Foods to Avoid With Crohn's Disease

Medically Reviewed By William C. Lloyd III, MD, FACS
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  • Crohn’s disease is a chronic inflammatory bowel disease that often causes decreased appetite and abdominal pain. These symptoms—which can be triggered by food—can make eating unappealing. Crohn’s also affects the body’s ability to absorb nutrients from food. Nutrition is an important part of any Crohn’s management plan. There is no cure for Crohn’s disease, but careful attention to diet can improve symptoms and prevent flare-ups, especially when combined with regular medical care. Here are eight common Crohn’s disease triggers:

  • 1

    An all-time favorite snack, popcorn is high in fiber and often served drenched in melted butter. Unfortunately, both fiber and fat can trigger Crohn’s symptoms. In general, many people with Crohn’s disease do well on a low-fat, low-residue diet, or a diet that does not include a lot of high fiber or fat foods. Some people, though, can eat popcorn (particularly small amounts with minimal or no butter on top) during remissions, but find that popcorn worsens their symptoms if they eat it during a flare-up.

  • 2
    Nuts and seeds
    Close-up of handful of mixed nuts

    Like popcorn, nuts and seeds are high in fiber. They’re also high in fat—and protein, which is one reason why they’ve been embraced by nutritionists, athletes, and health advocates. But some people with Crohn’s disease can’t tolerate nuts and seeds. In an interview with GQ magazine, Larry Nancy Jr, the Cleveland Cavaliers forward, said “nuts and seeds [are] something I absolutely cannot have under any circumstances.”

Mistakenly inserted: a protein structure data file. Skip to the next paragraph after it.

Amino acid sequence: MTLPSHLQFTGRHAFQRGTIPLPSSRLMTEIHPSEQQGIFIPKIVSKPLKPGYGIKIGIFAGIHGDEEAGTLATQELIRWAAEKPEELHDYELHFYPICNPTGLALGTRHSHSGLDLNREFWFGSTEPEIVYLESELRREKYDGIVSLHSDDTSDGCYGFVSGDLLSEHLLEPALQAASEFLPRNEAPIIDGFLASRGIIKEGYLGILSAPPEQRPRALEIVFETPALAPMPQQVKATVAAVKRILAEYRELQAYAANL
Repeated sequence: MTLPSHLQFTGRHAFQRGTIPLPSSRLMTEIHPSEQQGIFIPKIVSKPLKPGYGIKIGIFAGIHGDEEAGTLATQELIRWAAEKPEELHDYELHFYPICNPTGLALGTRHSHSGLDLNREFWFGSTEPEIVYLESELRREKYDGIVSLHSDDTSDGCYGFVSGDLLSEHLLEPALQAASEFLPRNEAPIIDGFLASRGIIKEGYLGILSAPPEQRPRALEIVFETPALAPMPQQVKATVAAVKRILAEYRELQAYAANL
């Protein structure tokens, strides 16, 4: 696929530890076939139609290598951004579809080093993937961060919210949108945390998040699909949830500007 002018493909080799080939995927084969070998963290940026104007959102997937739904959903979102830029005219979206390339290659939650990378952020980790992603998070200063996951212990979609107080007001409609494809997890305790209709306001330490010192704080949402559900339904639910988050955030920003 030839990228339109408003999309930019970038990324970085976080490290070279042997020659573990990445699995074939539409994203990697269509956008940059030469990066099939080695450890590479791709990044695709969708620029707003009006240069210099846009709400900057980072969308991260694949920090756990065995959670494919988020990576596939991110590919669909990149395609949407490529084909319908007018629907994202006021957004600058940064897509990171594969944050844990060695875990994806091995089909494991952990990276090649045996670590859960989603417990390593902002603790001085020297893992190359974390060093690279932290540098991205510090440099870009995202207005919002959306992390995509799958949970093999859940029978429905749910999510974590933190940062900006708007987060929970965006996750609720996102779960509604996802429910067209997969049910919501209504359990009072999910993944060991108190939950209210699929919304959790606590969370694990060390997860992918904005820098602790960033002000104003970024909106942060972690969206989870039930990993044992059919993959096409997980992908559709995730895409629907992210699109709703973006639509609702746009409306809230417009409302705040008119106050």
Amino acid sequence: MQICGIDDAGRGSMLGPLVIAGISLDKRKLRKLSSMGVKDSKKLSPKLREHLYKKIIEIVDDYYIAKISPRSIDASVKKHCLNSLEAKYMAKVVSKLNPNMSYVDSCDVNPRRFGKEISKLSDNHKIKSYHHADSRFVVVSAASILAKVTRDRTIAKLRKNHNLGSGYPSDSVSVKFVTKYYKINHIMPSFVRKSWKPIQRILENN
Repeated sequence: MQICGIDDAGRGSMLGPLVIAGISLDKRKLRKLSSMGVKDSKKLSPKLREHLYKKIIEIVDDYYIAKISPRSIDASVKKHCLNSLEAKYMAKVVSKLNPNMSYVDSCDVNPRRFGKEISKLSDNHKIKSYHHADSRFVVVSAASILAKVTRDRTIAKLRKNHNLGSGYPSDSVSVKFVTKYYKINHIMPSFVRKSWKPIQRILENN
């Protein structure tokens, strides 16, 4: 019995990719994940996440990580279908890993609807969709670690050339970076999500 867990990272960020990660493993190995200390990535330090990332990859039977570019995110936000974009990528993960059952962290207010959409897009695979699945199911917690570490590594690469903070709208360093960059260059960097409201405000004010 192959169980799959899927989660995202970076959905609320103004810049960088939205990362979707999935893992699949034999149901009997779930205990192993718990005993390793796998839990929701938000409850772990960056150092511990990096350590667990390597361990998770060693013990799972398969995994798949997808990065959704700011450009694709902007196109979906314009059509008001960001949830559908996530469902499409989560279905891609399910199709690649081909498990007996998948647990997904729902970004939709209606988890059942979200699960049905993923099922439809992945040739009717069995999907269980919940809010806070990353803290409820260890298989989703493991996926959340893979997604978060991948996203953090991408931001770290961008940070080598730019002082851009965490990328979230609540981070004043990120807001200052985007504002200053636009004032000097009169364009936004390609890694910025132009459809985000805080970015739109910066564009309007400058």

• 3
    Alcohol and caffeine
    pouring cola into a glass

    Alcoholic and caffeinated beverages can trigger cramping, bloating and diarrhea. It’s best to steer clear of wine, beer, liquor, coffee, and caffeinated sodas during a flare-up. Instead, drink water, broth or commercially packaged rehydration drinks, such as Pedialyte®. Stay away from high-sugar sports drinks, such as Gatorade®. Sugar can increase diarrhea. Herbal or decaffeinated tea is another good option. Aim to drink enough liquid throughout the day to keep your urine a pale-yellow color.